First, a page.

But, beyond that, there was a call for the masses of people to pay attention to affairs of state as well as to pay attention to the superstructure in general and to engage in the struggle to transform it. It was recognized that this is important in its own right in order to keep the socialist cause advancing, and that it was important even in relation to production, because the more that the workers grasped consciously all these things—not just the nature of production, the purpose of production, and the question of what are the relations of production, but the affairs of state and world affairs and so on—then the more consciously they could be unleashed to create "miracles" in production, which did happen in China: things like how they built a 10,000 ton ship on a dry dock that supposedly could only hold 5,000 tons. There were all kinds of things that were achieved on the basis of masses consciously grasping and wrangling with these questions, and this was a principle they brought forward.
But again, this wasn't just universally accepted and welcomed and grasped and enthusiastically carried out by everyone. It was a focus of very sharp struggle. And within our own Party, this became a focus of very sharp struggle after the coup in China, when we struggled out the question of what stand we were going to take toward that. And the people within our own Party, including on its leading levels, who supported and followed the revisionist line in China were also championing this idea that all this "fluffy" stuff, as they presented it, that was going on in the factories—workers taking time out to do painting, or to do other cultural activities, or to study Anti-Duhring...it's one thing if they want to do it on their own time, but to actually take time away from production to do that was "against Marxism." I remember one of these Menshevik** leaders got up at the decisive Central Committee meeting of our Party where the struggle came to a head and this question was resolved, and at one point he made what he thought was a very powerful argument that in Shanghai—where the Gang of Four had their main base and strongest base of support—in all the factories in Shanghai the people that they mobilized and the people they supported were all these "singers and dancers and whatever the fuck."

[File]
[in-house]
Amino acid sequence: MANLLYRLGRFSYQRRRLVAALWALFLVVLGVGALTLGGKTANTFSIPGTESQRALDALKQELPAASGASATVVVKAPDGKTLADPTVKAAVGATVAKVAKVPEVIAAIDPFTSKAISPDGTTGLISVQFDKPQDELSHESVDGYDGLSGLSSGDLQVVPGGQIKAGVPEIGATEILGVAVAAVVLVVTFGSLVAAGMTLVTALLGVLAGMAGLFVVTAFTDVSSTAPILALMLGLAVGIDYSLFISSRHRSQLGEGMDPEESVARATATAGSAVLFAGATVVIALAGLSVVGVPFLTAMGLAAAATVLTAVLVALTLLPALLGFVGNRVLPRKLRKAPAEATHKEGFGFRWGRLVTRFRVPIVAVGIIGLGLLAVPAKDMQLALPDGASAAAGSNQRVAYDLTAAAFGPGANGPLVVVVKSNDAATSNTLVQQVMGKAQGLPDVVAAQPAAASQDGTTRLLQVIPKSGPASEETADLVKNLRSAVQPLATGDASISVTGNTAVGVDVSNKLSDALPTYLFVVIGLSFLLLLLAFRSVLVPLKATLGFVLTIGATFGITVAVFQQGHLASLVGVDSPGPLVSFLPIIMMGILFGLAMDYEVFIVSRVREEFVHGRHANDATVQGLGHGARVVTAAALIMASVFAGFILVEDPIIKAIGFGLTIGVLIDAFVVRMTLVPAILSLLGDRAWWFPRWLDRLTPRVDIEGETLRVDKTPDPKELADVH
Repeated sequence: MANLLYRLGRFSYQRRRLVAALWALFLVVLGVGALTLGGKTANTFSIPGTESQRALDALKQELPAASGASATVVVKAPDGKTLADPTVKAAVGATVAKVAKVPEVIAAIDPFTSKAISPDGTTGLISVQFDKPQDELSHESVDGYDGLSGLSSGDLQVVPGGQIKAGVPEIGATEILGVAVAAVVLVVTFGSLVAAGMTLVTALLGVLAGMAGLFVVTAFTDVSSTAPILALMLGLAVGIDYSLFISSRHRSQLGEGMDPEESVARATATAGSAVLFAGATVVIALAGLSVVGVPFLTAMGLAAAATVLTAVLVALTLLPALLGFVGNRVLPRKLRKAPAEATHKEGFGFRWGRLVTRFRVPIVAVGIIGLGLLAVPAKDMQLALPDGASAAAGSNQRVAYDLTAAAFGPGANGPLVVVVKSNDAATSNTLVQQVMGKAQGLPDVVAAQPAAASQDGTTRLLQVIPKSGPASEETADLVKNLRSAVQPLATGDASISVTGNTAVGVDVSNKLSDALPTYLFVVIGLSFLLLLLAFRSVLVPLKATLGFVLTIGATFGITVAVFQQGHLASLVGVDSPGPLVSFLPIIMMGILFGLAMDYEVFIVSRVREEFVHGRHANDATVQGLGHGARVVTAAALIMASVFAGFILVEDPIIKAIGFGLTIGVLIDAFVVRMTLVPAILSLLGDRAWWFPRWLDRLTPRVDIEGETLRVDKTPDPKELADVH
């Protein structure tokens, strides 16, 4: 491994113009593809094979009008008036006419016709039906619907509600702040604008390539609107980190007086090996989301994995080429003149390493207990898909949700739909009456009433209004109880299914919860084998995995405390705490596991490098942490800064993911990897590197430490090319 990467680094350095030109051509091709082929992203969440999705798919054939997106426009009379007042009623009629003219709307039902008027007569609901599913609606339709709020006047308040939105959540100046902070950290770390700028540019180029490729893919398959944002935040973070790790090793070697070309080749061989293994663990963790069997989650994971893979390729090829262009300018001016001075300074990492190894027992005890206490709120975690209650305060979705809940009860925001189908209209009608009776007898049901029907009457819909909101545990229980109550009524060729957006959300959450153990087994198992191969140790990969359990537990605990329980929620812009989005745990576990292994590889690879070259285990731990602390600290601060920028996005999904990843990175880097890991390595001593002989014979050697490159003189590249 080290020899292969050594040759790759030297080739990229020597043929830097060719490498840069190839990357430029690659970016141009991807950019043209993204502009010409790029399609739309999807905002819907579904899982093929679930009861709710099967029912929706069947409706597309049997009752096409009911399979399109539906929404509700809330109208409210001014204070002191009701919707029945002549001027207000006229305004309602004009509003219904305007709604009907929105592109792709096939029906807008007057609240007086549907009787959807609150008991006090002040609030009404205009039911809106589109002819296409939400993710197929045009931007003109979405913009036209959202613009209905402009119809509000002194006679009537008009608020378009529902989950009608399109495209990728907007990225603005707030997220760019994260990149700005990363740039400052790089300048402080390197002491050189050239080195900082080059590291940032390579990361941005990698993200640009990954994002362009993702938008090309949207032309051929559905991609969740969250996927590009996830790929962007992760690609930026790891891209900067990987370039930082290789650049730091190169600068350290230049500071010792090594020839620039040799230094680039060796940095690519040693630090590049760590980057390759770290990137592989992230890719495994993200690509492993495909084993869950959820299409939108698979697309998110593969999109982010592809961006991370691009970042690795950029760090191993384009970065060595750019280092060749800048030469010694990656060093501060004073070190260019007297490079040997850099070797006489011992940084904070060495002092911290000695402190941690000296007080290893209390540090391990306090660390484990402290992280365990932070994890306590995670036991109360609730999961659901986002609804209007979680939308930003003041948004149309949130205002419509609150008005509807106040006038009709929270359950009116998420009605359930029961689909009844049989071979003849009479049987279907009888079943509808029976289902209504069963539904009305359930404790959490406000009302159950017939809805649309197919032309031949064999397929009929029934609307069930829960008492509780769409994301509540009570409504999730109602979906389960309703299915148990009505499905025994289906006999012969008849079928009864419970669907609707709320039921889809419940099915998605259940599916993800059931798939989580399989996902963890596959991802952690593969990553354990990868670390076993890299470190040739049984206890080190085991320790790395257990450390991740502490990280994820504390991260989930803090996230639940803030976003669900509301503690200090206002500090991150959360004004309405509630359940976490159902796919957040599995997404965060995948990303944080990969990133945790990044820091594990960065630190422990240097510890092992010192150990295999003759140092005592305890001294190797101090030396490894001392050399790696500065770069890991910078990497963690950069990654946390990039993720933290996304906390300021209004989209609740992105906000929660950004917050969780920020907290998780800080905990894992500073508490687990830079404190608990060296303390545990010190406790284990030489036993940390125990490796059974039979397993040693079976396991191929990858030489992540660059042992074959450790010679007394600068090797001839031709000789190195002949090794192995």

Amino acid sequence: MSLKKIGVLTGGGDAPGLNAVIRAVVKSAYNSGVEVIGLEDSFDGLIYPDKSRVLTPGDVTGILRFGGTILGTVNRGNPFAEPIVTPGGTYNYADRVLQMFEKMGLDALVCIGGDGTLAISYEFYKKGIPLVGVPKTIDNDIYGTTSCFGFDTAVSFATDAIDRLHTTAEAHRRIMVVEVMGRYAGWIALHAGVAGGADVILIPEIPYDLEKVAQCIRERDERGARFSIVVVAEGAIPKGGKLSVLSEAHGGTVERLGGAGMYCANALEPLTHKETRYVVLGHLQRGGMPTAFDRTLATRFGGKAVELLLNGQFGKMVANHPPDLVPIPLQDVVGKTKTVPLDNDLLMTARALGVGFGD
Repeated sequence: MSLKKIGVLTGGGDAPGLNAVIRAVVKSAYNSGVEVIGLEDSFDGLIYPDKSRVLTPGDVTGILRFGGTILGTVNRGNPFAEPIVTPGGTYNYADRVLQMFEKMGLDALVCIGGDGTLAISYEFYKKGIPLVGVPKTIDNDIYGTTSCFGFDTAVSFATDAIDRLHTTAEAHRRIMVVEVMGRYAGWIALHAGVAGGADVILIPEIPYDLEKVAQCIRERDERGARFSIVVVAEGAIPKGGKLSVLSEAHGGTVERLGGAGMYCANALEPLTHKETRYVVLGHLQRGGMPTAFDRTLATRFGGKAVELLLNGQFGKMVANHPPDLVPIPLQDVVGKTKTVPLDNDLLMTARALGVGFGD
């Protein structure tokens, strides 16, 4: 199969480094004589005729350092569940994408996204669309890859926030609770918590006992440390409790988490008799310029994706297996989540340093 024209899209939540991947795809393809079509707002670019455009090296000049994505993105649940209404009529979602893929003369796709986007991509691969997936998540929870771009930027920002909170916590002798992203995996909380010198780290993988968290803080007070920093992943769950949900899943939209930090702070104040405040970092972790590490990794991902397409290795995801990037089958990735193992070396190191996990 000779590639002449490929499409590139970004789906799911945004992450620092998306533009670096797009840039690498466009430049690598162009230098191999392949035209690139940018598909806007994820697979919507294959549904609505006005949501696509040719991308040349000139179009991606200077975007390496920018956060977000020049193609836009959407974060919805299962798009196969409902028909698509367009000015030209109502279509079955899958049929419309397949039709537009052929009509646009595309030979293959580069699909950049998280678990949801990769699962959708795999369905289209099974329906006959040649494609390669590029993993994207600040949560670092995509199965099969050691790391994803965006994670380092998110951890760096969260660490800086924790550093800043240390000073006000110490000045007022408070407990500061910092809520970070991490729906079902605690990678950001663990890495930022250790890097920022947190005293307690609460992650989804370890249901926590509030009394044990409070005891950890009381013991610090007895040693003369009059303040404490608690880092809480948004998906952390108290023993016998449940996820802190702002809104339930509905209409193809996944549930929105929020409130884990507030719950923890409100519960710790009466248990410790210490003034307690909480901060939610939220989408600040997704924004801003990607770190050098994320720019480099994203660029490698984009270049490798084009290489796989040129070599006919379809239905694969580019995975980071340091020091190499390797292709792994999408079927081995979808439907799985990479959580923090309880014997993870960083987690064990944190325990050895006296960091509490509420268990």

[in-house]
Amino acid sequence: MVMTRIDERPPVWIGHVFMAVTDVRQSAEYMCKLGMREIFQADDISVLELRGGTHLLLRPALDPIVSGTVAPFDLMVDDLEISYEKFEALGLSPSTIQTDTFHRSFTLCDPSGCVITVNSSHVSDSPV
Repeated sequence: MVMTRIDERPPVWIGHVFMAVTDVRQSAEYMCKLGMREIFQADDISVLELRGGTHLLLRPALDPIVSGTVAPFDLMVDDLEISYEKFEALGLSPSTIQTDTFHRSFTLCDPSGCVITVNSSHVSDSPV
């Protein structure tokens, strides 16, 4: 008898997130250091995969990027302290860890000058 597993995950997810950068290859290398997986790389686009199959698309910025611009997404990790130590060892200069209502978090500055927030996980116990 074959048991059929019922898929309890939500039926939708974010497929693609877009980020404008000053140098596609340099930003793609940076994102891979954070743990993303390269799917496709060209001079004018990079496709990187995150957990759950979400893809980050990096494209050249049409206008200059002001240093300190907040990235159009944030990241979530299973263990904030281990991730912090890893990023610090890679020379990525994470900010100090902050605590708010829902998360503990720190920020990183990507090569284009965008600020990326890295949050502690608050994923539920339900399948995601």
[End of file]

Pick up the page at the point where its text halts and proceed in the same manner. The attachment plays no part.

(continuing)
This is the way these revisionists looked at this—this is just fluff and flaky people, and the real hardcore workers wanted to carry out work. This was supposed to be a very compelling argument as to why the Gang of Four was all fucked up—they were mobilizing singers and dancers to come into the factories and mobilizing workers to be singers and dancers, and it was hard for the revisionists to imagine anything more horrible than that.
So, anyway, this is a very important principle, "grasp revolution, promote production," and it runs straight up against pragmatism, and the whole notion and linear thinking that the way to get anything done is to plunge ahead straight-line. Now, sometimes it is necessary to put ourselves to a task and carry through on it and plow through the obstacles, so to speak, but as a general principle and rule and method, the linear way—the straight ahead way, especially straight ahead with your head down—is not the way that we're going to achieve our objectives. That's the way the bourgeoisie and other exploiting classes want the masses to go about business—to stay at their posts, do their work, and put their head down and act essentially as beasts of burden. But to achieve our objectives, which are world-historical, really requires rupturing with that and going back and forth between practice and theory, and struggling and grappling and wrangling in the realm of our thinking over big questions of principle, over world affairs, affairs of state, big questions of political and ideological line, and on that basis being unleashed ourselves and being able to go out and in a certain sense reproduce that process more broadly among masses, in order to unleash them more and more consciously. Otherwise, what we're going to have in the end is not revolution and not socialism, and not the advance to communism. Even if somehow you could imagine a seizure of power, it would only amount in the end to one sort or other of a bourgeois coup if it didn't involve the increasingly conscious participation, activism, and initiative of the masses.